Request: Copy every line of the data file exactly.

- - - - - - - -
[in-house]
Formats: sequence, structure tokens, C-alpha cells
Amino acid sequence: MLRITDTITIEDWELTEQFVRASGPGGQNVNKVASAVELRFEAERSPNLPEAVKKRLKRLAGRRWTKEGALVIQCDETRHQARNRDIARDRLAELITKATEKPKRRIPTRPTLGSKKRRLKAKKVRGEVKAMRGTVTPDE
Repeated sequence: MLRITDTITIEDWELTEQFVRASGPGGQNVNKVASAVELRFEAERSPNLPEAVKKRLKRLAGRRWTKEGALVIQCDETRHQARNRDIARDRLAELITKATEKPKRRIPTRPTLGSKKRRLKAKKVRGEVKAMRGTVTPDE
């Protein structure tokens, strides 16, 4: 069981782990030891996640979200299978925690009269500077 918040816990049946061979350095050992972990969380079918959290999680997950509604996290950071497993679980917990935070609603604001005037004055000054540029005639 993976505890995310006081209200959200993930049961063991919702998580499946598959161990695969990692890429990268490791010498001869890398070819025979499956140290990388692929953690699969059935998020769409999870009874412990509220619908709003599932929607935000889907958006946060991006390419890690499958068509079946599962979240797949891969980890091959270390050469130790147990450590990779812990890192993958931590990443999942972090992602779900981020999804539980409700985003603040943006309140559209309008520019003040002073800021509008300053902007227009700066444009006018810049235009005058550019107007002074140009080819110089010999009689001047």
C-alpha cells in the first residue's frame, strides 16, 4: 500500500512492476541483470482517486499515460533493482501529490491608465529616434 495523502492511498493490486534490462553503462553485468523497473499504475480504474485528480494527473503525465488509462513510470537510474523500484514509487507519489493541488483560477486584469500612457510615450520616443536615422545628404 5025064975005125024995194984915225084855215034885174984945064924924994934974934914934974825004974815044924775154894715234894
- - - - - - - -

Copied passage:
[in-house]
Formats: sequence, structure tokens, C-alpha cells
Amino acid sequence: MLRITDTITIEDWELTEQFVRASGPGGQNVNKVASAVELRFEAERSPNLPEAVKKRLKRLAGRRWTKEGALVIQCDETRHQARNRDIARDRLAELITKATEKPKRRIPTRPTLGSKKRRLKAKKVRGEVKAMRGTVTPDE
Repeated sequence: MLRITDTITIEDWELTEQFVRASGPGGQNVNKVASAVELRFEAERSPNLPEAVKKRLKRLAGRRWTKEGALVIQCDETRHQARNRDIARDRLAELITKATEKPKRRIPTRPTLGSKKRRLKAKKVRGEVKAMRGTVTPDE
């Protein structure tokens, strides 16, 4: 069981782990030891996640979200299978925690009269500077 918040816990049946061979350095050992972990969380079918959290999680997950509604996290950071497993679980917990935070609603604001005037004055000054540029005639 993976505890995310006081209200959200993930049961063991919702998580499946598959161990695969990692890429990268490791010498001869890398070819025979499956140290990388692929953690699969059935998020769409999870009874412990509220619908709003599932929607935000889907958006946060991006390419890690499958068509079946599962979240797949891969980890091959270390050469130790147990450590990779812990890192993958931590990443999942972090992602779900981020999804539980409700985003603040943006309140559209309008520019003040002073800021509008300053902007227009700066444009006018810049235009005058550019107007002074140009080819110089010999009689001047």
C-alpha cells in the first residue's frame, strides 16, 4: 500500500512492476541483470482517486499515460533493482501529490491608465529616434 495523502492511498493490486534490462553503462553485468523497473499504475480504474485528480494527473503525465488509462513510470537510474523500484514509487507519489493541488483560477486584469500612457510615450520616443536615422545628404 5025064975005125024995194984915225084855215034885174984945064924924994934974934914934974825004974815044924775154894715234894